In a speech made at a recent Optimism Conference, guest speaker and design luminary Mimmo Cozzolino challenged the audience – eager to soak up the ingredients to his lifelong creative success – to not ‘design in a bubble’ and to instead foster an open mind to their surroundings and to forge an understanding of what it means to make your own trademark as a designer.

Cozzolino’s advice to play a valuable role within the wider design industry did not fall on deaf ears and his message to belong to a tradition and to commit to a culture was absorbed with respect and with a regard fit for the legacy he has carved out for the Australian design landscape.

Perhaps it was Cozzolino’s personal experience of growing up in Melbourne as an Italian immigrant in the mid 60’s that influenced his lifelong appreciation for identity (at all levels) and an awareness of the inherent value that contributing to society brings to individual designers; a symbolic act that is bigger than one man’s journey alone.

Spending the first 12 years of his life in Italy, before his father made the decision to relocate the family to Melbourne, Cozzolino had a distinct appreciation and understanding of what if felt like to be an outsider looking in. He trained as a graphic designer, attending Melbourne’s Prahran cae (now Swinburne University) and in 1971 landed his first job in Sydney, working for Monad Marketing.

However the city stay was destined to be short lived with Cozzolino missing his friends and family, he retuned to Melbourne to launch his career as a freelance designer, working alongside best friend and Greek immigrant Con Aslanis. The pair produced a number of projects together under the name All Australian Graphics before changing the name to All Australian Graffiti (AAG) in 1975, getting on board business partners Geoff Cook, Izi Marmur, Tony Ward, Neil Curtis and Meg Williams.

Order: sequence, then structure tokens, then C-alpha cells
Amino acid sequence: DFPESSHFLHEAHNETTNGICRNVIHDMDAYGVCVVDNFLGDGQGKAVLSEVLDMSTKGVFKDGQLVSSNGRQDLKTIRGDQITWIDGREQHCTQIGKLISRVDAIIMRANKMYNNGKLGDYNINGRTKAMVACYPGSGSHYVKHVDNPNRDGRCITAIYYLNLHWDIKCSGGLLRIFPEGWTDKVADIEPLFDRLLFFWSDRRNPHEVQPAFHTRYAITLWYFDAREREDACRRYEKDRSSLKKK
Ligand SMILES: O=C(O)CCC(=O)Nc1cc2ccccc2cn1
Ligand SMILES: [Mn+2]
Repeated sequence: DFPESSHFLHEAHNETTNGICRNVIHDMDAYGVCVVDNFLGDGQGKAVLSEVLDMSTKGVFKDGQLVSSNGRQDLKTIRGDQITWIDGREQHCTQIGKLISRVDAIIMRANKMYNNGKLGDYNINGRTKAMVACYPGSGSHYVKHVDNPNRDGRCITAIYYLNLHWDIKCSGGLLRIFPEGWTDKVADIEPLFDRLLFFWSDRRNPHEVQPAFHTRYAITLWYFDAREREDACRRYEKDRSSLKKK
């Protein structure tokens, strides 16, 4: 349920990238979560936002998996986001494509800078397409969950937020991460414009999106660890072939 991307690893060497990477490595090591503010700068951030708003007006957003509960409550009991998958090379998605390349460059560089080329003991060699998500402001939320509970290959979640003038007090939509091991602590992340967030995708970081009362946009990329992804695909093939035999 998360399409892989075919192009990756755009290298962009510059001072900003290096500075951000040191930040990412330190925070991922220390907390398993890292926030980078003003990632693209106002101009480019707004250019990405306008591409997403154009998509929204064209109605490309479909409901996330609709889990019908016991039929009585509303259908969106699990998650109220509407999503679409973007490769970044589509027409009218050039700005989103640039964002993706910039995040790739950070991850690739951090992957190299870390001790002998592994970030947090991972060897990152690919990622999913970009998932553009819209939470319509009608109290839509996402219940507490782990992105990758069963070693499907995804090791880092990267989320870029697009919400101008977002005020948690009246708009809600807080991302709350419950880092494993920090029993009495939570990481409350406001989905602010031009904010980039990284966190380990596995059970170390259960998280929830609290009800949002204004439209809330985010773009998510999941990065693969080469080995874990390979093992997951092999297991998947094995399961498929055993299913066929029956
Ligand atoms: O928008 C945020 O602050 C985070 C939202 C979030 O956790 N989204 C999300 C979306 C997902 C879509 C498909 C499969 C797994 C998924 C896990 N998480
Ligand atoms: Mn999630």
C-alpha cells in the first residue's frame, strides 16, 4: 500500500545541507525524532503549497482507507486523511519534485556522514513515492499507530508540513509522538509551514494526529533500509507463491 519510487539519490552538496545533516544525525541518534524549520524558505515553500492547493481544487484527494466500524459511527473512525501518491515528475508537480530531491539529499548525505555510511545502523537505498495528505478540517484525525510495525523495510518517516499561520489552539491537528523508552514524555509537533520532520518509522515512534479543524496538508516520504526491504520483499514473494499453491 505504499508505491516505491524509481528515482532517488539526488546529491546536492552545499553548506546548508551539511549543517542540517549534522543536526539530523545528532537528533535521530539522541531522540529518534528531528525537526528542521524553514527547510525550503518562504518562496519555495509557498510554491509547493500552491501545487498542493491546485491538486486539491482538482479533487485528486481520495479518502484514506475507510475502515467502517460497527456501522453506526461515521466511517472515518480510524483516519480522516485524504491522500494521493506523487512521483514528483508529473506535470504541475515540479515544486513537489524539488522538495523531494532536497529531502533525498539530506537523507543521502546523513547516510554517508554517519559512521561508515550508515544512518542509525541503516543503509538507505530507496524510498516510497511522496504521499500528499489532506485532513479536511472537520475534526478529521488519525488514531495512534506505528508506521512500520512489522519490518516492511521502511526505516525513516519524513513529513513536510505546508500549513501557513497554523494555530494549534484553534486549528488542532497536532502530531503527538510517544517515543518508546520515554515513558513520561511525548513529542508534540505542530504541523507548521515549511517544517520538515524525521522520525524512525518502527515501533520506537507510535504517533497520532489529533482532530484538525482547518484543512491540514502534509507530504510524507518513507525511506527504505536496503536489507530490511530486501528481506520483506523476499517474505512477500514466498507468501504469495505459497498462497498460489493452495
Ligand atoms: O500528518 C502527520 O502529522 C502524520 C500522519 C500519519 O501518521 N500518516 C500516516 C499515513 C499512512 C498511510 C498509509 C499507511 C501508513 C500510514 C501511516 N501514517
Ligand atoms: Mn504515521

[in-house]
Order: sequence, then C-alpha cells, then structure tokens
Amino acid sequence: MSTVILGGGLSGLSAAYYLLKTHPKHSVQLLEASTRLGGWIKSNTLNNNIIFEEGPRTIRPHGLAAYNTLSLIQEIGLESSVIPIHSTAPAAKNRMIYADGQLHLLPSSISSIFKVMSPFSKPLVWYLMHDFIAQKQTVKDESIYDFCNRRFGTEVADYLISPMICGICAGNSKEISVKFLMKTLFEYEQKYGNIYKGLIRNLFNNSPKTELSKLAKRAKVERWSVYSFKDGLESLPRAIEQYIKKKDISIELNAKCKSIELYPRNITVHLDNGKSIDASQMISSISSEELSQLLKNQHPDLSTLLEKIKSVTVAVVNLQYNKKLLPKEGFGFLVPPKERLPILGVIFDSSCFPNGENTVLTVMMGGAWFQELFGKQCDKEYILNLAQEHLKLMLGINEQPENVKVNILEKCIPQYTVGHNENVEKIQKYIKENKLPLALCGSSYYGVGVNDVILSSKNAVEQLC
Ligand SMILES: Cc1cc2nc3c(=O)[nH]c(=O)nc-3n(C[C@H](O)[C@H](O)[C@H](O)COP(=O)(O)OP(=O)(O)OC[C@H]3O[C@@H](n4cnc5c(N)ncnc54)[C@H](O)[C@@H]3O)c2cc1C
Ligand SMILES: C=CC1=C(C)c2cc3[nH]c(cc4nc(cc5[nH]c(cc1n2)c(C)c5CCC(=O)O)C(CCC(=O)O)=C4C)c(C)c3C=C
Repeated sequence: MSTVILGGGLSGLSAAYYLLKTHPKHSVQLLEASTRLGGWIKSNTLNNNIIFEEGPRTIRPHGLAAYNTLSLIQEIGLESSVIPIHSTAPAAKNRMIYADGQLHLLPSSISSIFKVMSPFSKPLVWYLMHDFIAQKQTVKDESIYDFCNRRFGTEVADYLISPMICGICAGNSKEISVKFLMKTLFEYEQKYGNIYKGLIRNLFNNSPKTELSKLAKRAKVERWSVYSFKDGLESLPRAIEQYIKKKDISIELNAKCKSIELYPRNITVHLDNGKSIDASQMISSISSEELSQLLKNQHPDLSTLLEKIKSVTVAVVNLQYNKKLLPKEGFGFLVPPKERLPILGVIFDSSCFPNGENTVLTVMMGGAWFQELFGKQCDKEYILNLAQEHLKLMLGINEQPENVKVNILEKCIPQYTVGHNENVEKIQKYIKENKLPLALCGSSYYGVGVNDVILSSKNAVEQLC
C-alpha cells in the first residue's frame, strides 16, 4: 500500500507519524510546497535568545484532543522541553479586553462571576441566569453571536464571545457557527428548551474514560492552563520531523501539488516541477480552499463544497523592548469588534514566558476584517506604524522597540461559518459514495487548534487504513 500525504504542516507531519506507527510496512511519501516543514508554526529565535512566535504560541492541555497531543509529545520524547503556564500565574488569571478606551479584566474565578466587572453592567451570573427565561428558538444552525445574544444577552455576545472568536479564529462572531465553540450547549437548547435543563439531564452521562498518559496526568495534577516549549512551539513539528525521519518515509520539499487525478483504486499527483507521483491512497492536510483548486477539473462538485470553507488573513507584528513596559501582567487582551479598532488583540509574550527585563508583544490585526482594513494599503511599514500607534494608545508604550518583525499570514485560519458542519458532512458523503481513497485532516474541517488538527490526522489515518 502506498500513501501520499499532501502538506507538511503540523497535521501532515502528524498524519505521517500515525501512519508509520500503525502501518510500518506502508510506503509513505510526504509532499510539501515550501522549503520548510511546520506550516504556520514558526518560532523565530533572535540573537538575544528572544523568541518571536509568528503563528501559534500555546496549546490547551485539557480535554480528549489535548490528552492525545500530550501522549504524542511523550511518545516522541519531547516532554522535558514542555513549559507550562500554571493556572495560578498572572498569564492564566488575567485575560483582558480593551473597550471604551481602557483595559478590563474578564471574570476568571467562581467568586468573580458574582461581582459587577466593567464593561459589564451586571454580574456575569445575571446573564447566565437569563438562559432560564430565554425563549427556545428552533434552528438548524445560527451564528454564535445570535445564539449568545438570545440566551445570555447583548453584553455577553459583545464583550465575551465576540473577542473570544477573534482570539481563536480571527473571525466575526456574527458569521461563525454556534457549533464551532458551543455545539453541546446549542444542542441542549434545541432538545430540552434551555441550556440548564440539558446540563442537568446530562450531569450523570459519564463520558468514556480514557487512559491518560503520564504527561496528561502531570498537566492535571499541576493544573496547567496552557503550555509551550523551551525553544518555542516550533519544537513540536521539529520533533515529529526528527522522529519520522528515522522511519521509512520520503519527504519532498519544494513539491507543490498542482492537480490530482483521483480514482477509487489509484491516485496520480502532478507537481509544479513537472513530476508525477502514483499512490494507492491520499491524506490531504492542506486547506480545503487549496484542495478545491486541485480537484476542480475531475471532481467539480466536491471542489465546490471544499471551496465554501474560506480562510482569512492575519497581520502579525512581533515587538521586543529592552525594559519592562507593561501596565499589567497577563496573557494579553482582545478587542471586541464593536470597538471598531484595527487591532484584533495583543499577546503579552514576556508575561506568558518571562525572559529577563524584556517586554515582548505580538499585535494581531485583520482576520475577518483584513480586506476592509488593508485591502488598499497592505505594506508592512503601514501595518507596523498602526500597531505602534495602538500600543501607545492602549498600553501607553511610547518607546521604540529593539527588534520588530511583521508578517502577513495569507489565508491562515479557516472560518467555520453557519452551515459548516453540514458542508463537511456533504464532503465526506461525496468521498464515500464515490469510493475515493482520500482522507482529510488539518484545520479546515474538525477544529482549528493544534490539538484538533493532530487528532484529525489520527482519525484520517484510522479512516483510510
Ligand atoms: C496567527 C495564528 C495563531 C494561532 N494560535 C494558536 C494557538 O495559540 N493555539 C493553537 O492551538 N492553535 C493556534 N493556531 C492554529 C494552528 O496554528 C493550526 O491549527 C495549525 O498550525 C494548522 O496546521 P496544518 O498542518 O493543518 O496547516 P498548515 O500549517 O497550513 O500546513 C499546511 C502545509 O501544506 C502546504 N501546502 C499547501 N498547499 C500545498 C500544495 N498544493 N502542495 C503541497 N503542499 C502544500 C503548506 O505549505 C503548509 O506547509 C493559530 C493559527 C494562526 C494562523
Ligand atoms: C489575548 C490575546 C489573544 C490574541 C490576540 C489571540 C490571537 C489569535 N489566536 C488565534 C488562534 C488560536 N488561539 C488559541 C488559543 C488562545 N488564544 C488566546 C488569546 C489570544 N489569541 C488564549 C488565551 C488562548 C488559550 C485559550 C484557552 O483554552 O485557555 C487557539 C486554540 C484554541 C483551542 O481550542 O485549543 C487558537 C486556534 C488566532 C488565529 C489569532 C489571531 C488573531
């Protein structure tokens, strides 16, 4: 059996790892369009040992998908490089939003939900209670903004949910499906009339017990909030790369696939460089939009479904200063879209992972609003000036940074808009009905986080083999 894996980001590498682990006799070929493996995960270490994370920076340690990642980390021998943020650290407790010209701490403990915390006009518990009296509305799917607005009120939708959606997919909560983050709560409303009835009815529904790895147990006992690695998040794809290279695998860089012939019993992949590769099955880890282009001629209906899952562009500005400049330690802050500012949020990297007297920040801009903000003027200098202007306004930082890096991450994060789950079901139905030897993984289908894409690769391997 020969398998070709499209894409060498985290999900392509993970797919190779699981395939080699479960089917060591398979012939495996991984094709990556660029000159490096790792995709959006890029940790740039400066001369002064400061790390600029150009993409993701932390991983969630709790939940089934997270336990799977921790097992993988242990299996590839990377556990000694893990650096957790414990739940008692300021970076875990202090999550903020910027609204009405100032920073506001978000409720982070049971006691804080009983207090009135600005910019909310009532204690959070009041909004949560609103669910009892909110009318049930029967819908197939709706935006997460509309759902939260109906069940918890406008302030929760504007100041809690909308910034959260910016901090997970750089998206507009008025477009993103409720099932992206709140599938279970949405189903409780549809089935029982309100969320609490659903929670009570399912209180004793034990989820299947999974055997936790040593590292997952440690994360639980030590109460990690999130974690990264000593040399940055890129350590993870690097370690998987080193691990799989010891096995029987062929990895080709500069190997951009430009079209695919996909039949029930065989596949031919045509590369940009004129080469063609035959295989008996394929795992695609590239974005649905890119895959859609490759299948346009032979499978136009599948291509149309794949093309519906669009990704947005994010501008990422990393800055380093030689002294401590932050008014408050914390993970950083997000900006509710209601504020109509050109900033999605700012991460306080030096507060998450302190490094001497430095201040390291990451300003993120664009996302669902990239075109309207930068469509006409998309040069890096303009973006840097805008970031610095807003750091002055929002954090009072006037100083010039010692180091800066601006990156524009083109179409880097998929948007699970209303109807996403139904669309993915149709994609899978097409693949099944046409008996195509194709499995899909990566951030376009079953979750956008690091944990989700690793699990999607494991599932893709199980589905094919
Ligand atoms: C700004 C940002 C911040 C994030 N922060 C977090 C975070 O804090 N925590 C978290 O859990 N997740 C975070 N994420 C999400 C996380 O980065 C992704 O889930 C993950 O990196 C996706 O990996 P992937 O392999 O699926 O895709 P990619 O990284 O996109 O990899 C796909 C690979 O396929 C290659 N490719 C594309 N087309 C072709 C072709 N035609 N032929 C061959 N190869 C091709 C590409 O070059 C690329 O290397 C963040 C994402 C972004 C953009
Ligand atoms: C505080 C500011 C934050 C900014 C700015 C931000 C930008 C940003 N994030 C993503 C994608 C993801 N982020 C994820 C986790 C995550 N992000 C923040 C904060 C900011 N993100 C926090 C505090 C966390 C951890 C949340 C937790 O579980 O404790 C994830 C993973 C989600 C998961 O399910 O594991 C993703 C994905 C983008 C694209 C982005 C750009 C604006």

“In the beginning, Con and I were two ‘wogs’ looking for an identity and the name All Australian Graphics was a joke of sorts,” says Cozzolino. Characteristic of the initial studio name was the tongue and cheek proposition: Can migrants create design content that is ‘All Australian’, and in turn, what is Australian design anyway?

“In the early 70’s these were rather oddball if not philosophical questions that not many designers were asking,” he says. “As migrants, we needed to ask them in order to help define ourselves and commercially it differentiated our studio from all the other Melbourne outfits and helped us to land really interesting work.”

An ability to promote a unique outlook on the world around them was a point of difference and a quality feather in the company’s hat, with AAG quick to pick up a stable of high profile clients including The Campaign Palace, Leo Burnett, McCann Erikson, Clemenger, JWT, Grey and Penguin Books. All Australian Graffiti enjoyed working on a diverse range of illustration briefs for publishing and advertising clients, in a time before ad agencies viewed design studios as direct competition, building strong connections to Australia’s leading creative thinkers of the time.

“Whilst the work was always taken seriously, the people were often light hearted and that’s the fantastic upside of working in advertising. Compared with most professions, your personality and your point of difference was, and still is, celebrated,” he says.

Among the thousands of illustrations produced was a project Cozzolino records as one of the highlights of his career – the creation of the irreverent Kevin Pappas Tear Out Postcard Book (Penguin, 1977). The book made it to the bestsellers list in 1977 and sold over 20,000 copies, an outstanding result for Australian publishing at that time.